In perpetual energy experiments, the continuous energy remained perpetual, and were ruled as a void concept because they did not have a ground. I watched one guy show off his experiment and have it ruled as a threat to the national economy (the utilities) and on the basis of it being unscientific, and a host of other excuses which a certain gas and oil giant corporation had quashed because it was a perpetual energy machine without a ground. A ground dumps energy. This event was in the mid-1970s, so you would think that a group of engineers could easily install ground switches that dump energy into grounds whenever an excess of electricity runs beyond a capacity, and switches back when the siphoned off energy levels. All of this could already have been built if we did not have such a corrupt government with an illegal foreign occupant contravening the Constitution and doubling the national debt while intentionally destroying this nation, transitioning us into a American Soviet Communist Socialist system with a State Religion of Islam, turning us into a third world backwater because the guy (by the preponderance of the evidence) isn’t even a citizen of the United States (he is most likely a CIA / Ford Foundation communist plant with a biological Indonesian mother and and a Kenyan Communist father who could care less about any of us, but does love to to have all the trappings and worship of an American celebrity).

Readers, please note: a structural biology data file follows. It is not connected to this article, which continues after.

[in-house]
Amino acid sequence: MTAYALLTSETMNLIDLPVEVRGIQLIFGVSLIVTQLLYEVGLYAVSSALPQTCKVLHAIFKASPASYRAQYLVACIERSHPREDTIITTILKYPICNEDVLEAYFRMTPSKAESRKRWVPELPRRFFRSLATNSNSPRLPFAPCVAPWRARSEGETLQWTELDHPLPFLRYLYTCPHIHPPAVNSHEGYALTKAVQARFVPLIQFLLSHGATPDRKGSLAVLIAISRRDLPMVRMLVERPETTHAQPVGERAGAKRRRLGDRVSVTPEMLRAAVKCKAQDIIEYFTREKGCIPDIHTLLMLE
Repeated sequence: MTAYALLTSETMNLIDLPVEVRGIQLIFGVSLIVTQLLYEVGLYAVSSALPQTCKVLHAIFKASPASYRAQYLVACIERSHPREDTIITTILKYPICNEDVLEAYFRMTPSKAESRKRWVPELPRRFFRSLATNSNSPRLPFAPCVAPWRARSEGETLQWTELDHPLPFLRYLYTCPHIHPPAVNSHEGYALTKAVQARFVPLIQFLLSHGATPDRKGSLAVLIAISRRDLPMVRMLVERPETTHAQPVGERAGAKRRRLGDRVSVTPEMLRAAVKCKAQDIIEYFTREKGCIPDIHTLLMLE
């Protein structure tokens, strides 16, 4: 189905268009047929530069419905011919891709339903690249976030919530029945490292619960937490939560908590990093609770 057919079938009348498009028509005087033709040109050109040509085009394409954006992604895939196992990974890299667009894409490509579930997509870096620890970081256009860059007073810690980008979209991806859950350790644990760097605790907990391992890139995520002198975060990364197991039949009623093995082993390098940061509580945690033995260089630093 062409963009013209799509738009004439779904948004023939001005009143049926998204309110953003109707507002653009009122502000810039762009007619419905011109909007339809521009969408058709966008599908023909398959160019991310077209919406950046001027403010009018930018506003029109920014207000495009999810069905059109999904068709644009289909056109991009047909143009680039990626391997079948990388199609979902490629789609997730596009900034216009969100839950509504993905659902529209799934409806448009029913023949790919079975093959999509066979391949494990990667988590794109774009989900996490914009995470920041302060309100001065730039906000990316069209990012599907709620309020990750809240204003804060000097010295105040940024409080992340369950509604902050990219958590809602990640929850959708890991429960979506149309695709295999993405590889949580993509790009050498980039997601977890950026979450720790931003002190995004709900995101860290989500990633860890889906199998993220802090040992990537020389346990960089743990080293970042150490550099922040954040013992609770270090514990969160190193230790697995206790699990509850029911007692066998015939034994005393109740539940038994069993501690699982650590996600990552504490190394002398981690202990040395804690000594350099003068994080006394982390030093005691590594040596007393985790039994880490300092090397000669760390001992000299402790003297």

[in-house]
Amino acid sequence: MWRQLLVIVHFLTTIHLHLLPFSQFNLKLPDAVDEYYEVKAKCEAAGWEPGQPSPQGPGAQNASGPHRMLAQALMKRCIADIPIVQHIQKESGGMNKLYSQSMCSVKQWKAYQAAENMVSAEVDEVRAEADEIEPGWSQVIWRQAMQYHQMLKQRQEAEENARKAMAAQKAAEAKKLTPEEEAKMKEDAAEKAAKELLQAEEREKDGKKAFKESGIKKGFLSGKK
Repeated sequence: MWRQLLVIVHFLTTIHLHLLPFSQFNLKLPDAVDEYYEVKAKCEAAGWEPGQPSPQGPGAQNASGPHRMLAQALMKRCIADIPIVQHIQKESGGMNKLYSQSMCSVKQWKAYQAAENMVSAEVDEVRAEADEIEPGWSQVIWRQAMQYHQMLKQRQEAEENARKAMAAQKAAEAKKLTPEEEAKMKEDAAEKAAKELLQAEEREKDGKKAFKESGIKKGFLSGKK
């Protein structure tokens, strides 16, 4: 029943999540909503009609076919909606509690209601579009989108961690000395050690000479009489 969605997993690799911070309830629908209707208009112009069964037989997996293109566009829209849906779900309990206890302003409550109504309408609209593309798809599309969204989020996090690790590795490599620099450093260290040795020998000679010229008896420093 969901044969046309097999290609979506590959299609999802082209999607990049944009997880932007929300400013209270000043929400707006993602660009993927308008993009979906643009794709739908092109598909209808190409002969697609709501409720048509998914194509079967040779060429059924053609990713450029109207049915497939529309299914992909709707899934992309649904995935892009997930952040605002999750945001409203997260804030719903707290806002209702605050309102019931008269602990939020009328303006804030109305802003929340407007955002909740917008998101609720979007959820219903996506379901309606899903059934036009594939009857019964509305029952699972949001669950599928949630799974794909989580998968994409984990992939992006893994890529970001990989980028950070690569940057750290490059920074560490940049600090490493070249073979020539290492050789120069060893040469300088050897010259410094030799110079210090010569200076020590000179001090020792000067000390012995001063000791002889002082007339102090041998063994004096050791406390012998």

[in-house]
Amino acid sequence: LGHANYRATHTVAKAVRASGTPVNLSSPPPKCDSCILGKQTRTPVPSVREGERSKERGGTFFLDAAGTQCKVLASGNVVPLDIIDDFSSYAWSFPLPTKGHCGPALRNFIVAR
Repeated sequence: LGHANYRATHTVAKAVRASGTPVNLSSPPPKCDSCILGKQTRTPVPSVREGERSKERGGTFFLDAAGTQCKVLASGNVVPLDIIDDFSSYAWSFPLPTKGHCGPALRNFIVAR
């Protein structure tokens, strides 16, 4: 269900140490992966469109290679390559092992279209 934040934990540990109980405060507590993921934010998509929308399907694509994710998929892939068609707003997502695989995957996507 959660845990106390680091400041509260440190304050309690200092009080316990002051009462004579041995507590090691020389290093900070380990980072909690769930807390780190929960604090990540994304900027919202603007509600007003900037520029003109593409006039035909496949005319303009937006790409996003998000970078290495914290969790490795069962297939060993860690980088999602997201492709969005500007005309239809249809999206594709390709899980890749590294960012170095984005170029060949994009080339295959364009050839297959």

So let me put it this way: if a home has too much energy from its roof solar panel system, what is the dumbed down scientific principle at work for the population to get a grip about this topic? Are solar homes burning down or having black-outs and losing sales because their is no regulator, no energy dump, and a frying of the household wiring systems so often in California that residents are beating down the doors of legislators demanding we ban solar energy and they want their money back plus the cost of all their homes that had to be entirely rewired or that were burned down? Sorry…I am entirely unaware of even ONE such news story, let alone THOUSANDS and more, as this latest attempt to hike energy prices even more, and to rob the population of cheaper energy than what a shutdown of these plants (by design and intentional outcome on the part of those forcing their shutdowns) will make us soon be paying at the new electricity tier rates through our utility providers that probably will double and triple come June – July – August sometime.

  4. VACornell April 30, 2016 at 3:38 PM

    Solar power isn’t generated when needed…So what to do, long-term?
    Solar powered should stand on its own…how?
    Answer…save it, or a good part of it, when produced…in the afternoon.
    Then use it, just after dark in the evening…when needed.
    SOLAR should spend this money…only then is it competitive!
    The technology is available.
    Vern Cornell

  5. VACornell April 30, 2016 at 3:48 PM

    Californians should respond to this…
    Include Senator Dianne Feinstein.